Dr. Raymond W. Gibbs Jr. is a cognitive scientist and former Distinguished Professor of Psychology at the University of California, Santa Cruz (retired in 2018). His research interests are in the fields of experimental psycholinguistics and cognitive science. His work concerns a range of theoretical issues, ranging from questions about the role of embodied experience in thought and language (The Poetics of Mind: Figurative Thought, Language, and Understanding), to looking at people's use and understanding of figurative language (e.g., metaphor, irony, idioms).
His books include The Poetics of Mind: Figurative Thought, Language, and Understanding, Intentions in the experience of meaning, Embodiment and Cognitive Science, Interpreting Figurative Meaning (with Herb Colston), and, most recently, Metaphor Wars: Conceptual Metaphor in Human Life. Furthermore, Dr. Gibbs is editor of Cambridge handbook of metaphor and thought, and is the editor of the multidisciplinary journal Metaphor and Symbol.
Prof. Dr. Toshio Ohori (Ph.D. in linguistics, 1992, UC Berkeley) works on semantics, functional-typological syntax (especially typology and diachrony of clause linkage), discourse, Japanese, English, and East Asian languages. He teaches cognitives linguistics, functional typology, intro to linguistics, and English competence courses such as reading, listening, presentation etc.
He graduated in 1982 at Keiō University's 慶應義塾大学 English department. Subsequently he obtained his MA in 1984. In 1992, he completed his PhD at the University of California at Berkeley. Since 1994 he is based at the University of Tōkyō 東京大学, where he was a full professor from 2011 to 2018. Since April 2018, he is professor at Keiō University, his alma mater.
Prof. Dr. Colin Phillips's research is greatly driven by figuring out how the richnes of linguistic representations are encoded and manipulated in neural tissue, as well as understanding how children are so successful at learning those representations. His strong focus on the integration of linguistic, cognitive, and neuroscientific approaches uses converging evidence to answer this big question. His methodology is not only cross-disciplinary, but also adopts a range of experimental techniques and tools. Furthermore, his lab incorporates data from different languages.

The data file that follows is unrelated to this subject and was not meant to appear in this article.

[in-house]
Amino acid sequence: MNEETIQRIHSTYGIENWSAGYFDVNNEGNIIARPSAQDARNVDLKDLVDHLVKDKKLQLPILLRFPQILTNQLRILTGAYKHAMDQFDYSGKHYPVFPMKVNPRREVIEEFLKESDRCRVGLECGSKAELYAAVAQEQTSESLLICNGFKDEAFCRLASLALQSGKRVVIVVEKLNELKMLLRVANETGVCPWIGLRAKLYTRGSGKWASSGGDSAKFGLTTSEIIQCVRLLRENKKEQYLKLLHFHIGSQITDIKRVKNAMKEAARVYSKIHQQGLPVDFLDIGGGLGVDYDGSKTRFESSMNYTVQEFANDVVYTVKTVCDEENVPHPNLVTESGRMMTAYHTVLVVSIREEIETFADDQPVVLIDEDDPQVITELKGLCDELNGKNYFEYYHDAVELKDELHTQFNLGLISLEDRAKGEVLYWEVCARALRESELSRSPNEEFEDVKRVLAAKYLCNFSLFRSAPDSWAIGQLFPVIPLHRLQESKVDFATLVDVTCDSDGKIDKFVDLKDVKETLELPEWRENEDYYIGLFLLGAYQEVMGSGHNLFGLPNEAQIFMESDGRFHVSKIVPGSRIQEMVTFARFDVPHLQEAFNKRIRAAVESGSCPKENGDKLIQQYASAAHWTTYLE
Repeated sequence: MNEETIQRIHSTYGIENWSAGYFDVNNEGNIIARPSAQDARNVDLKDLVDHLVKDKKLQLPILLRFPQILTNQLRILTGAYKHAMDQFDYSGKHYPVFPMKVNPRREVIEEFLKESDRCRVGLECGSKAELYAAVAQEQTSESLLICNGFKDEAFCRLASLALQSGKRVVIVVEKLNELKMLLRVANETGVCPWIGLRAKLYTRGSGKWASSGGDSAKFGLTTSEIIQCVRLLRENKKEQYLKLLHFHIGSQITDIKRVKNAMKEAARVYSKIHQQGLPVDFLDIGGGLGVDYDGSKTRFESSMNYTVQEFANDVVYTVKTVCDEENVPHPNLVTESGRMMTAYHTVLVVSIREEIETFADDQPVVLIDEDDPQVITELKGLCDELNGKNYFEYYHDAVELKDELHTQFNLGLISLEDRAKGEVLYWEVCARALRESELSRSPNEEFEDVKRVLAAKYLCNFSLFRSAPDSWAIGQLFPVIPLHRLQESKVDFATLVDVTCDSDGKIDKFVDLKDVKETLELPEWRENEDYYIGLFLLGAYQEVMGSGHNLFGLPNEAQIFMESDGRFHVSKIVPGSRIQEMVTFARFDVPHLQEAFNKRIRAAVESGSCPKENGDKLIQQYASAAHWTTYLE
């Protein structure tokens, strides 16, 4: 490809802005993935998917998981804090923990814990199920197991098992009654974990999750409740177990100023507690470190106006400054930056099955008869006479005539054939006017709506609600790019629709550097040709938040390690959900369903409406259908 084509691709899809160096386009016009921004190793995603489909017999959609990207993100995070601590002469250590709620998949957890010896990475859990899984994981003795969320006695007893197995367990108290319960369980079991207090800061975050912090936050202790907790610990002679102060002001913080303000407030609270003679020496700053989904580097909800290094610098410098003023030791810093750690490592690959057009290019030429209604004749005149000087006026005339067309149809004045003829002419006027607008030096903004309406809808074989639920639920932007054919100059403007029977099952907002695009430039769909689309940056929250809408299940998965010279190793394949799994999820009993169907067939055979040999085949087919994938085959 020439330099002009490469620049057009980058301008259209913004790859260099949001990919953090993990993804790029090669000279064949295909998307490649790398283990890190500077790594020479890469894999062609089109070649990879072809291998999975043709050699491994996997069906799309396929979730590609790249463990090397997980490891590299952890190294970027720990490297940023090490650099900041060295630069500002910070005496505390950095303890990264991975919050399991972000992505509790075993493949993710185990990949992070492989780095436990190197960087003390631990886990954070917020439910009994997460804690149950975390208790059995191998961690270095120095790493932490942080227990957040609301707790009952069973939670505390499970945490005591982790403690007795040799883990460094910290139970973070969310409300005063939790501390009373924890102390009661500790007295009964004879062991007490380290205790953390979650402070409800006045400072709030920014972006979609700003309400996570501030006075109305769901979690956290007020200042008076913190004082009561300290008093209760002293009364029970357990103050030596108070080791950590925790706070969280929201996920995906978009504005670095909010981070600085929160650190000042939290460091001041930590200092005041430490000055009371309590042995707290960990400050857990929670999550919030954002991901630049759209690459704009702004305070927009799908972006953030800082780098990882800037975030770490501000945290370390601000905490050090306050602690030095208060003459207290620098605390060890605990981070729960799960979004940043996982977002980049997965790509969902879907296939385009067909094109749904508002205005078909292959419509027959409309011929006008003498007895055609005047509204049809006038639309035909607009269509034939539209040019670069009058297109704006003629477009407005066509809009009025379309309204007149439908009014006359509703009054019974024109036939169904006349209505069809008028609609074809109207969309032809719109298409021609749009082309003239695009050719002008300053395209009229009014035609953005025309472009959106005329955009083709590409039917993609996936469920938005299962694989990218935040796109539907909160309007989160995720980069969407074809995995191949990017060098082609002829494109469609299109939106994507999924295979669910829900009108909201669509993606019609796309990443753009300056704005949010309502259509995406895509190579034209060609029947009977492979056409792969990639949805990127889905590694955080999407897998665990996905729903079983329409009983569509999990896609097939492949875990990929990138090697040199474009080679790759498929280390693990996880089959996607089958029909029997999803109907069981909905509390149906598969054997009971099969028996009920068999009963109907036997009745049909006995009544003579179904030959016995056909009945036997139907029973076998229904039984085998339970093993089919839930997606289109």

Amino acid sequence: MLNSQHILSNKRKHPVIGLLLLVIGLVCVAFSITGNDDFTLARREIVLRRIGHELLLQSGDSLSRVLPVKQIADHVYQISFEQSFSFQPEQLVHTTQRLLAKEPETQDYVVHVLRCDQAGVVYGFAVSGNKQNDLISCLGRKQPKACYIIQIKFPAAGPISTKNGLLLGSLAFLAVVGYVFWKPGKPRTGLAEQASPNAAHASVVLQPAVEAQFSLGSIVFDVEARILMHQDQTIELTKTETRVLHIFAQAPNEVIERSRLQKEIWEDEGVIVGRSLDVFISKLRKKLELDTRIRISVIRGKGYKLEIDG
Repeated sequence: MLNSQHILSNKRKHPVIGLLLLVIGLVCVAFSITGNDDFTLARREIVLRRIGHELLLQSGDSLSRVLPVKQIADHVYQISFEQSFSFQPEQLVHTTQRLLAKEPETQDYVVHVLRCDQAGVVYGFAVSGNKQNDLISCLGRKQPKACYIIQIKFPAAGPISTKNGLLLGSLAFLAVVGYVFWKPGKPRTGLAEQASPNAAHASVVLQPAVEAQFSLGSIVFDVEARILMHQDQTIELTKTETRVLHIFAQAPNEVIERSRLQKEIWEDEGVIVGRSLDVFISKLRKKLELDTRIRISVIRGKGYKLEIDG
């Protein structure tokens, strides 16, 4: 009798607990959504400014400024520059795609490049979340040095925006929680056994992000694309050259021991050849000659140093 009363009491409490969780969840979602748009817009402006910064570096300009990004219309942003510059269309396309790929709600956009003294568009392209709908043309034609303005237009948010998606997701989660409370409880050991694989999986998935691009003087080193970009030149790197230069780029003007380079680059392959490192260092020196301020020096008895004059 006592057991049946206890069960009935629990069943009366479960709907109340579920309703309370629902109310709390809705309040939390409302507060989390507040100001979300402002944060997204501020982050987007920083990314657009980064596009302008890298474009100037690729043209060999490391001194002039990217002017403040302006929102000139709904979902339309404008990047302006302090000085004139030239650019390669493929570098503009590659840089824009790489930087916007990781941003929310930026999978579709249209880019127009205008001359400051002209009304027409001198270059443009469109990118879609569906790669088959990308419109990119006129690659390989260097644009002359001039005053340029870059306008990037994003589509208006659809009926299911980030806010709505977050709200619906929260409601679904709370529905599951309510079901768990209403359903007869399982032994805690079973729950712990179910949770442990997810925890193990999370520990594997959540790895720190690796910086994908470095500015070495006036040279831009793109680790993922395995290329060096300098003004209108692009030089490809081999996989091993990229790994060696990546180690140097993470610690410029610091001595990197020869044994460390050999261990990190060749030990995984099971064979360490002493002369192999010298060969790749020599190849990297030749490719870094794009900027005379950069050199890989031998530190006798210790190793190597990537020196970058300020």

He obtained his BA in Modern Languages at Oxford University in 1990 and later went on to pursue a PhD in Linguistics at MIT (1996). From 1997-2000 he was Assistant Professor at the University of Delaware, subsequently from 2000-2002 at the Department of Linguistics at the University of Maryland, where he has stayed since. Since 2013 onwards, he is Director of the Maryland Language Science Center.
Assoc. Prof. Dr. Li Sheng is the director of the Language Learning and Bilingualism Laboratory at the University of Delaware. Her research interests are in the areas of language development and disorders and bilingualism. Her current projects examine how linguistic typology affects vocabulary and grammar development in bilingual children who speak different first languages such as Mandarin and Spanish. She is also interested in the manifestations of language impairment in Mandarin Chinese and the development of assessment tools for the Chinese population.
She completed her doctoral work at Northwestern University. Between 2007 and 2016, she was a faculty member at the University of Texas-Austin. In August 2016, she started a new position at the University of Delaware and became one of the founding members of the newly established program in Communication Sciences and Disorders, where she is currently based.